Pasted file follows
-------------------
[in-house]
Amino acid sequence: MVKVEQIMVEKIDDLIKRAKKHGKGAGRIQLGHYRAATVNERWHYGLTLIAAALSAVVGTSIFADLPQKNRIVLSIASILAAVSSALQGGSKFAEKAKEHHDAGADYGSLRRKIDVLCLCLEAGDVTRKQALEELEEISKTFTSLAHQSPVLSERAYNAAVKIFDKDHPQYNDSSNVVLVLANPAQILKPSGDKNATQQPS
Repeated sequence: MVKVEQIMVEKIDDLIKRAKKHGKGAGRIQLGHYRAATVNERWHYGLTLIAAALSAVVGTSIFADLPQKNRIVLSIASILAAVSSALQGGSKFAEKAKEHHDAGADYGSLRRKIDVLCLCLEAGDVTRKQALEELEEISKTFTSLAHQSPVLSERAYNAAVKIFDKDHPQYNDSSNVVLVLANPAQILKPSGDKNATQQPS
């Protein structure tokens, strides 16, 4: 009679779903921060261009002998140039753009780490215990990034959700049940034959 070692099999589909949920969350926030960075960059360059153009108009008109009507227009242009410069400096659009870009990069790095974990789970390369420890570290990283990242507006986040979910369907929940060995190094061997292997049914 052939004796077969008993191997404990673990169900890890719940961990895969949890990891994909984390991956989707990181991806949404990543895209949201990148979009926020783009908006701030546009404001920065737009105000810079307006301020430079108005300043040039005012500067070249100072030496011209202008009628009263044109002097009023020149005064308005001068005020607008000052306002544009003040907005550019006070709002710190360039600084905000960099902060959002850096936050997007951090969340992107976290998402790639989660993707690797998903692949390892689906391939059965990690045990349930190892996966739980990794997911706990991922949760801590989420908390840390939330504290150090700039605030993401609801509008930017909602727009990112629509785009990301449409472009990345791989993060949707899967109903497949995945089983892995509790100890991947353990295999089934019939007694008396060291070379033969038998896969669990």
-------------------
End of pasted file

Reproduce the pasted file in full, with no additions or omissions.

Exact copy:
[in-house]
Amino acid sequence: MVKVEQIMVEKIDDLIKRAKKHGKGAGRIQLGHYRAATVNERWHYGLTLIAAALSAVVGTSIFADLPQKNRIVLSIASILAAVSSALQGGSKFAEKAKEHHDAGADYGSLRRKIDVLCLCLEAGDVTRKQALEELEEISKTFTSLAHQSPVLSERAYNAAVKIFDKDHPQYNDSSNVVLVLANPAQILKPSGDKNATQQPS
Repeated sequence: MVKVEQIMVEKIDDLIKRAKKHGKGAGRIQLGHYRAATVNERWHYGLTLIAAALSAVVGTSIFADLPQKNRIVLSIASILAAVSSALQGGSKFAEKAKEHHDAGADYGSLRRKIDVLCLCLEAGDVTRKQALEELEEISKTFTSLAHQSPVLSERAYNAAVKIFDKDHPQYNDSSNVVLVLANPAQILKPSGDKNATQQPS
């Protein structure tokens, strides 16, 4: 009679779903921060261009002998140039753009780490215990990034959700049940034959 070692099999589909949920969350926030960075960059360059153009108009008109009507227009242009410069400096659009870009990069790095974990789970390369420890570290990283990242507006986040979910369907929940060995190094061997292997049914 052939004796077969008993191997404990673990169900890890719940961990895969949890990891994909984390991956989707990181991806949404990543895209949201990148979009926020783009908006701030546009404001920065737009105000810079307006301020430079108005300043040039005012500067070249100072030496011209202008009628009263044109002097009023020149005064308005001068005020607008000052306002544009003040907005550019006070709002710190360039600084905000960099902060959002850096936050997007951090969340992107976290998402790639989660993707690797998903692949390892689906391939059965990690045990349930190892996966739980990794997911706990991922949760801590989420908390840390939330504290150090700039605030993401609801509008930017909602727009990112629509785009990301449409472009990345791989993060949707899967109903497949995945089983892995509790100890991947353990295999089934019939007694008396060291070379033969038998896969669990």